The city and county of Missoula remain the only two entities in line to acquire the vacant federal building in downtown Missoula, where they continue to conduct due diligence ahead of taking possible ownership.

As more inspections take place this week, both local governments are ready to sit down and begin mapping shared uses, costs, and how to consolidate certain services.

“The end of the calendar year was talked about for some things, but there's a lot we still have to identify,” said Dale Bickell, the city's chief administrative officer. “We have to identify those areas where the city and county can share space. I think we'll have some preliminary numbers by the end of the calendar year.”

The General Services Administration deemed the old Federal Building as surplus property in July, clearing the way for public agencies – including local governments – to submit a notice of interest in the facility.

The city and county of Missoula have long expressed interest in the building and using it as a hub of government services. That would help consolidate government offices and free up other downtown properties currently occupied by the city and county.

“The county and the city are the only ones in line to be considered for the building to be transferred to,” said Chris Lounsbury, the county's chief administrative officer. “The team has spent a lot of time on mechanical and electrical systems these last few visits. The mechanical systems seem to have been well maintained, even though they are, in some cases, a little on the older side.”

The county contracted A&E Design in August to conduct due diligence on the building. If the building comes up clean – and after the cost of renovations and updates are identified – the city and county could take ownership of the building through the Good Neighbor program.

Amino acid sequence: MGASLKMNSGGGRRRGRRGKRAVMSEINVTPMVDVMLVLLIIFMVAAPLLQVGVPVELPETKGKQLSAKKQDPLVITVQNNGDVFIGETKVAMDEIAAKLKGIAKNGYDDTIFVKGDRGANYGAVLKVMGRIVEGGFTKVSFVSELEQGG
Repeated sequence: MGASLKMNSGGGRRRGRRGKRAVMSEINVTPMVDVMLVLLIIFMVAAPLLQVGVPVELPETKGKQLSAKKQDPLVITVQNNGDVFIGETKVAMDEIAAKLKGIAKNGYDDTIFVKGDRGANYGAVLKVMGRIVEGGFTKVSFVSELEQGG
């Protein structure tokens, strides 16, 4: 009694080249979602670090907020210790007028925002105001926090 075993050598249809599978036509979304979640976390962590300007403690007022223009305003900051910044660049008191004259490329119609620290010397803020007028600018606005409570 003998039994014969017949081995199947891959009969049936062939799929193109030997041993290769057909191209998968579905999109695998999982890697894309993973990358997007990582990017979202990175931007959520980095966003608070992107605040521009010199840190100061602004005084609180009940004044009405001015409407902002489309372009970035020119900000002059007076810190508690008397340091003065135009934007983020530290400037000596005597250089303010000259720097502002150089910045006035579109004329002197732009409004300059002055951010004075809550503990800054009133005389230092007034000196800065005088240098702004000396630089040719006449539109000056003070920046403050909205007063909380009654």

Under that program, the National Park Service would declare the historic property a national monument. If that occurs, local government could receive the facility for free in exchange for its long-term preservation and care.

“The team has one more visit scheduled for this week," Lounsbury said. "After that, they believe they'll have the information they need to put together a report. That will result in some additional meetings with staff to start talking about what departments and uses will be in that space.

Portions of the building were constructed back in 1913. It served as the headquarters for the U.S. Forest Service for more than 100 years. It underwent an expansion in the 1930s and was listed on the National Register of Historic Places in 1979.

The Forest Service relocated from its downtown headquarters to Fort Missoula in 2015, and since then the building has remained mostly empty.

“It's all remarkably good news,” said Mayor John Engen. “I'm happy with where we're heading.”